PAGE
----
Posts Tagged ‘artfulness’

I can’t say I am very talented in the area of art in any way from drawing, to painting, to music, or dance.  However, I love to look at great art, listen to great music, and watch people dance from classical to Hip Hop.  But to help your students grow in all areas of their lives it is important for us as parents, teachers, and coaches to expose them to art in all its forms.

mindful-teaching-schoeberlein-davidHere is another great tidbit for you from Mindful Teaching and Teaching Mindfulness A Guide for Anyone Who Teaches Anything by Deborah Schoeberlein (with Suki Sheth, PH.D.). This exercise  gives the students time to discover the artistic talents that they have hidden away in the recesses of their minds.  She calls this exercise “Drawing the Mind: Enhancement for Take 1 (For Students) (pages 93-94).[1]

Part 1: Current Mental State

  • Sit quietly. (Give students about thirty seconds before giving the next instruction.)
  • Notice what’s happening in your mind: are there thoughts, feelings, or sensations? None, some, or many?  Do they remain the same or change?
  • Draw a picture of your mental state right now in the left-hand corner of your paper. (Give students a minute or so to complete their drawings.)
  • Return to sitting quietly.
  • Fold the left-hand third of the paper (with the drawing) face-down, so the two remaining blank sections remain face-up covering it .

Upon completion of the three sections of this exercise she invites the students to share their drawings and reflect on their experiences.

I have an exercise that I do in my classes with my adults and it helps them learn how to use a mind map when asked to write a report, essay, or article. I read a one page mini autobiographical blog post that I wrote entitled “Sometimes a horse looks like a cow.” Next, we take our three breaths and then I invite them to think of a time in their life that they could write about.  Some write about something that happened when they were young, others about high school or college or marriage, or the day their first child was born. Once they have created the mind map I have them write the story.

They are all shocked about how much fun they had remembering this event, how easy it was to write the story after they took their three breaths and wrote their mind map out.  They discover that artfulness and creativity are in everyone if they just take the time to foster them, to let them appear, and to be free to grow!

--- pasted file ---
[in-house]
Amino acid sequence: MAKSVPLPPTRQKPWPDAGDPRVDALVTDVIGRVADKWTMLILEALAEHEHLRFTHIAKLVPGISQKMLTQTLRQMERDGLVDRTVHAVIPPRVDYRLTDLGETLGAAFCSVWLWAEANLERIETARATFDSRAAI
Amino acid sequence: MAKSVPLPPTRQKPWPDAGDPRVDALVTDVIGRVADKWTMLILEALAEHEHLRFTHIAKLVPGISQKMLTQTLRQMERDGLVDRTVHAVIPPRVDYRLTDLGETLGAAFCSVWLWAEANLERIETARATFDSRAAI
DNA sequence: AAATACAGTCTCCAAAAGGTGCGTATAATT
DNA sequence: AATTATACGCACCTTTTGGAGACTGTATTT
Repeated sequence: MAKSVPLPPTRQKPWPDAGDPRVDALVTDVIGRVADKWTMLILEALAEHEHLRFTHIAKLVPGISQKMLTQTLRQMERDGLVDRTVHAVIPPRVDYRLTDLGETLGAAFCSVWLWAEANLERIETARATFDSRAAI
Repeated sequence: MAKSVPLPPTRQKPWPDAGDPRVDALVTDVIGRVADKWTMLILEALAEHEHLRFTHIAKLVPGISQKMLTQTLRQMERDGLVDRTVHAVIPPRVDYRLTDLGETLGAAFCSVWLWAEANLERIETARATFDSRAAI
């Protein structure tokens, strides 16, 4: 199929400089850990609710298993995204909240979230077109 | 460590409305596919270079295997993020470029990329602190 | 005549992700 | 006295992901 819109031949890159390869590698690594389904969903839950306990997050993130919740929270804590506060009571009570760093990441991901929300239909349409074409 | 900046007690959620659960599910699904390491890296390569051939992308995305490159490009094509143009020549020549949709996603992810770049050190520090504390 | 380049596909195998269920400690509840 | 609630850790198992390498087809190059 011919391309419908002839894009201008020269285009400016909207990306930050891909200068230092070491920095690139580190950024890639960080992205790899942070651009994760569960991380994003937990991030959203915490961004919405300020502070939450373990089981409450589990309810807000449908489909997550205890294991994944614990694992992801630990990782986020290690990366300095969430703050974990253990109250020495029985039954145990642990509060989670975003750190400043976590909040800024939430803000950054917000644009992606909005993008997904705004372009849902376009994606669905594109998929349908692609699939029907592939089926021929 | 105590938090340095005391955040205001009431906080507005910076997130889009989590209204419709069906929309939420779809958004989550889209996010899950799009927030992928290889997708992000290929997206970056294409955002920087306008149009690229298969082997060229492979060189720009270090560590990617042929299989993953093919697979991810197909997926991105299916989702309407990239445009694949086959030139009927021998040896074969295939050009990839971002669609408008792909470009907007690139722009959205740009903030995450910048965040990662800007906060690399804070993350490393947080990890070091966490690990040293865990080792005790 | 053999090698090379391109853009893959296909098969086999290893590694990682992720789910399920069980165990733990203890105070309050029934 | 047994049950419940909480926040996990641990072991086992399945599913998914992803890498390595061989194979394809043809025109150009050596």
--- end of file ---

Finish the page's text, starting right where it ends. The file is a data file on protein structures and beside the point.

Let me know how it works for you and your students!

In gassho,


[1] Schoeberlein, D., Sheth, S. (2009) Mindful Teaching and Teaching Mindfulness A Guide for anyone Who teaches Anything Somerville, MA:Wisdom Publications

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Teaching with mindfulness and contemplative practices is like wearing a MASCC while at the same time creating a road map for your students and for yourself.  When we use Mindfulness, Artfulness, Simplicity, Compassion, and Connectedness (MASCC) to design our courses, prepare to teach them, and actually teach them we empower our students in many important and exciting ways.

As educators it is our responsibility to educate our students not only in the course content, but also in how to live mindfully, compassionately, and successfully in an ever changing and challenging world of war, hunger, prejudice, poverty, disease, and climate change.  The power within each of your students lies dormant until we help them discover it.  But for that to occur we must first discover it within ourselves.  We must create a MASCC for our lives and the circumstances within which we live and move and have our being.

So the first step in this process is to find a practice that resonates with your belief system and discover the power that it has to expand your life in these areas.  Chose one area at a time and focus your reading, research, attention, time, and talent in that direction. Make it fun, make it experiential, and make it an integral part of your life.  Then watch what happens with your teaching ability, your creativity, and your responses from your students, friends, and family members.

Change is not easy, but it is important. Stagnation often appears as a very slow death. So slow that we often don’t even recognize it until it is too late.  Stagnation can mean the death of a relationship, a job, your health, and more.  It hinders the growth and learning for yourself and your students.